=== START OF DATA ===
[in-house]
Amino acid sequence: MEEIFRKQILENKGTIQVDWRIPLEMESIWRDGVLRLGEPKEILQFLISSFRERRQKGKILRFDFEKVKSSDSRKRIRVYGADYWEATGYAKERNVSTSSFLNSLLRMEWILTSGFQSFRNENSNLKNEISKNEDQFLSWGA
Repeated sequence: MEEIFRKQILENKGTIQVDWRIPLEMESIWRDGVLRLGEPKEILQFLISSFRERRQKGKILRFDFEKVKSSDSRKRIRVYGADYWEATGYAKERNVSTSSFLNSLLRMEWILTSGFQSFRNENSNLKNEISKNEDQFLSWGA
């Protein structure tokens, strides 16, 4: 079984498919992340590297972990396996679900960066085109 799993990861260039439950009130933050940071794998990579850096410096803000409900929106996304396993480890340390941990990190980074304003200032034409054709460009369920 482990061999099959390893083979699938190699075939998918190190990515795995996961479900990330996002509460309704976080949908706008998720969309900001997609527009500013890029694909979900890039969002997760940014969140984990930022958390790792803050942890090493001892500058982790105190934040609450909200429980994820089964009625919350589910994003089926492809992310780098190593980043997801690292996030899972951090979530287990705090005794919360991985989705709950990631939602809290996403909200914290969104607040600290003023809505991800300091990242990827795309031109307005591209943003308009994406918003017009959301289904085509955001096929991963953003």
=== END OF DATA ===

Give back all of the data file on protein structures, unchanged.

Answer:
[in-house]
Amino acid sequence: MEEIFRKQILENKGTIQVDWRIPLEMESIWRDGVLRLGEPKEILQFLISSFRERRQKGKILRFDFEKVKSSDSRKRIRVYGADYWEATGYAKERNVSTSSFLNSLLRMEWILTSGFQSFRNENSNLKNEISKNEDQFLSWGA
Repeated sequence: MEEIFRKQILENKGTIQVDWRIPLEMESIWRDGVLRLGEPKEILQFLISSFRERRQKGKILRFDFEKVKSSDSRKRIRVYGADYWEATGYAKERNVSTSSFLNSLLRMEWILTSGFQSFRNENSNLKNEISKNEDQFLSWGA
């Protein structure tokens, strides 16, 4: 079984498919992340590297972990396996679900960066085109 799993990861260039439950009130933050940071794998990579850096410096803000409900929106996304396993480890340390941990990190980074304003200032034409054709460009369920 482990061999099959390893083979699938190699075939998918190190990515795995996961479900990330996002509460309704976080949908706008998720969309900001997609527009500013890029694909979900890039969002997760940014969140984990930022958390790792803050942890090493001892500058982790105190934040609450909200429980994820089964009625919350589910994003089926492809992310780098190593980043997801690292996030899972951090979530287990705090005794919360991985989705709950990631939602809290996403909200914290969104607040600290003023809505991800300091990242990827795309031109307005591209943003308009994406918003017009959301289904085509955001096929991963953003």